Photo courtesy of Chris Robert from Unsplash National Day for Truth and Reconciliation
By the MOSAIC BC Centre of Diversity
September 30th is National Day for Truth and Reconciliation. This day also coincides with Orange Shirt Day, a day during which Canadians are encouraged to wear orange shirts to commemorate the children who were sent to residential schools, reflect upon the nation’s history of harm, as well as its obligation to Indigenous Peoples.
What is it?
What does Truth and Reconciliation mean? This is a big question and is one that Canada continues to reckon with. In 2008, the Truth and Reconciliation Commission of Canada (TRC) was instated to document the history and investigate the legacy of the residential school system. The main goal is to both uncover the truth of what happened to countless children and families, as well as to envision a path forward.
Organized by the Canadian government and Catholic Church, the residential school system was meant to eliminate Indigenous culture in Canada and assimilate Indigenous children into more Canadian ways of being. This focus on the “education” of Indigenous children allowed the government to separate families and effectively end Indigenous ways of life. One of the main goals of the Truth and Reconciliation Commission was to communicate the reality of the residential school system to those who may not know the whole story. While these institutions were labelled as schools, the children who attended were subject to a large amount of abuse and violence. Despite this, Indigenous survivors, communities, and cultures still exist and remain strong today.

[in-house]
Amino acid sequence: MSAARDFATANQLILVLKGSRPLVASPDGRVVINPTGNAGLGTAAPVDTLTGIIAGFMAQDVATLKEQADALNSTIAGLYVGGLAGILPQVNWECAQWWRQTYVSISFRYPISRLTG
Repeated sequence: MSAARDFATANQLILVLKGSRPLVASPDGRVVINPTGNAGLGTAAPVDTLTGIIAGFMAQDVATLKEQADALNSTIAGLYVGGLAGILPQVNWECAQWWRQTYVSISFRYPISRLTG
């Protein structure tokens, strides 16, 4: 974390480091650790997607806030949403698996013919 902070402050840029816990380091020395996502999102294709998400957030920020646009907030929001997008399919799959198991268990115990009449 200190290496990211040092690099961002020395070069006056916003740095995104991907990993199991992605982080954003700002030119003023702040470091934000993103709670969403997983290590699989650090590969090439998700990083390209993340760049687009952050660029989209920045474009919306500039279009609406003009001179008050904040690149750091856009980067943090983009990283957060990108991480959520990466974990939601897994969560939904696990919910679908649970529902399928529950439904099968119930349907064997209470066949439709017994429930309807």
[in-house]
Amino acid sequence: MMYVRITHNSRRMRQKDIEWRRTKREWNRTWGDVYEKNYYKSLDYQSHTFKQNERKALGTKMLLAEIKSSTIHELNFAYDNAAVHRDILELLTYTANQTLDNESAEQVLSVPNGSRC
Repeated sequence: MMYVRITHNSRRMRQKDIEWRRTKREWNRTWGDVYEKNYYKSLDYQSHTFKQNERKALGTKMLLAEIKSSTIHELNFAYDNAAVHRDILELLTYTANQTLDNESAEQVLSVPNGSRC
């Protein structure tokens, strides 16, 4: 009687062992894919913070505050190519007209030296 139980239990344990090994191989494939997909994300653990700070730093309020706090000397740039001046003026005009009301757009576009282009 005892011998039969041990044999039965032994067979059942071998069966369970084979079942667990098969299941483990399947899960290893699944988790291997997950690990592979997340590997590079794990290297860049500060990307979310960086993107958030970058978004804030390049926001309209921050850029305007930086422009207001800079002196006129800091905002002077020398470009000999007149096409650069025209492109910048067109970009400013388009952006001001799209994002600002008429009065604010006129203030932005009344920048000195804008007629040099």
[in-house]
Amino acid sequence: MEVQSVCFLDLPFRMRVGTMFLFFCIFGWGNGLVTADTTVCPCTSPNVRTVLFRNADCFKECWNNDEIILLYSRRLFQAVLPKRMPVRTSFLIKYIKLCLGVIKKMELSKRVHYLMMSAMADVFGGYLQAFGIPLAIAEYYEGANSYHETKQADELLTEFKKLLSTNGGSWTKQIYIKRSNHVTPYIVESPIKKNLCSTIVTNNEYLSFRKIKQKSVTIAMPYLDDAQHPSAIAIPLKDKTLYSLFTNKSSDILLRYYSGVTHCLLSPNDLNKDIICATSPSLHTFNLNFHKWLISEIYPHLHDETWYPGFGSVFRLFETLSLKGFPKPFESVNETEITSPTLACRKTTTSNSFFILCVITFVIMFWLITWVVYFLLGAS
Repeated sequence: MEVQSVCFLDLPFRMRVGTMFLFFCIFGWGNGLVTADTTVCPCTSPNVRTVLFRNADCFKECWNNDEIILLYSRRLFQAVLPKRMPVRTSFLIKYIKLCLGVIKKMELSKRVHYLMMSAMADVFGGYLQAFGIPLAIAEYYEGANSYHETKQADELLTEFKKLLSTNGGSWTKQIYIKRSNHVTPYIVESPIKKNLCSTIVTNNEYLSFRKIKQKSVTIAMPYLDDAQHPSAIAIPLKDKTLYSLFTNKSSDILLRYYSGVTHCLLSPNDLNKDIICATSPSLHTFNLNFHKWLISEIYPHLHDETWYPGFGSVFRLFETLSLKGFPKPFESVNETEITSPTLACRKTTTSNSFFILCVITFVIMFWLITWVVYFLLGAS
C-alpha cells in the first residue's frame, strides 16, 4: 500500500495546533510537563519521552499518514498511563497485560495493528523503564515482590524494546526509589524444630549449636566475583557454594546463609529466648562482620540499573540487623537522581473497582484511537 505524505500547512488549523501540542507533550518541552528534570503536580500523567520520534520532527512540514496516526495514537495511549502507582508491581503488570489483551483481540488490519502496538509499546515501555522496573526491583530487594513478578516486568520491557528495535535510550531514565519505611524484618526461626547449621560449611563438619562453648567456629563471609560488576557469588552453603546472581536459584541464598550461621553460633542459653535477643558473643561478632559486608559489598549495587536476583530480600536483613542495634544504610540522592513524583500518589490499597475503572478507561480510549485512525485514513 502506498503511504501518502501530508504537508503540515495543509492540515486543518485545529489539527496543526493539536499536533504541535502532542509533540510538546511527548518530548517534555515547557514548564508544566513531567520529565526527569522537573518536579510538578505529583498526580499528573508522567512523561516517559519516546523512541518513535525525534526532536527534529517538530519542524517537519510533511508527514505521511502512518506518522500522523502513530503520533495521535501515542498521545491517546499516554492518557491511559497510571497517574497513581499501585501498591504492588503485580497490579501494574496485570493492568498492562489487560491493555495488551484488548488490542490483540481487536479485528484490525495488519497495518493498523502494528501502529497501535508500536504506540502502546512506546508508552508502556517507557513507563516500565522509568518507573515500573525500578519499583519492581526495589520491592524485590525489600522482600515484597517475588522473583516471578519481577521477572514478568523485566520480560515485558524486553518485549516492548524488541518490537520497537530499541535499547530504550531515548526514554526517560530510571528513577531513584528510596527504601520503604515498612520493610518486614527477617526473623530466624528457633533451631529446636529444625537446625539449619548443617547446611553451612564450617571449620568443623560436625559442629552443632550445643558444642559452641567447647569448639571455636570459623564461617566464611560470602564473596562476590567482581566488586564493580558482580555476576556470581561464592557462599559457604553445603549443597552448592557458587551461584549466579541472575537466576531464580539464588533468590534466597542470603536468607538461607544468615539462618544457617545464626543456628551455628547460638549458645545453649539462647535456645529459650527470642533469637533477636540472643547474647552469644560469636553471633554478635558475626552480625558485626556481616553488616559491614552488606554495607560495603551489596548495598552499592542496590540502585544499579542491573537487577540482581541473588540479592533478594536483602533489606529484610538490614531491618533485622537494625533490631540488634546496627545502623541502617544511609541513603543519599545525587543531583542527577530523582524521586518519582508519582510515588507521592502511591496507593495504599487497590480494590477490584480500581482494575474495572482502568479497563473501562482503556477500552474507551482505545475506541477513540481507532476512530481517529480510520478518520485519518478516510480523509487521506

Why is this day important? National Day for Truth and Reconciliation
This day is not just meant to commemorate the families impacted by the residential school system and its continuing legacy. It is also meant to serve as a reminder of the responsibility of the Canadian government to uphold its promises to Indigenous Peoples as stated by both the United Nations Declaration on the Rights of Indigenous Peoples (UNDRIP) and the TRC. In addition to the responsibility of the government, it is also the responsibility of Canadians to educate themselves on the true history of this country. Whether you have lived on this land for generations, or come to it more recently, everyone has something to learn. Settler colonial states, like Canada, have historically relied on the settlement of newcomers to prop up their legitimacy.
Ultimately, the question of how to reconcile with the truth of Canadian history is complicated. The legacy of the residential school system is weaved within the fabric of this nation and the answers are not simple. National Truth and Reconciliation Day is not just an opportunity to dress in orange and engage for one day out of the year, because truth and reconciliation cannot be accomplished in a single day — continuous allyship, learning, and work is what are perhaps most important.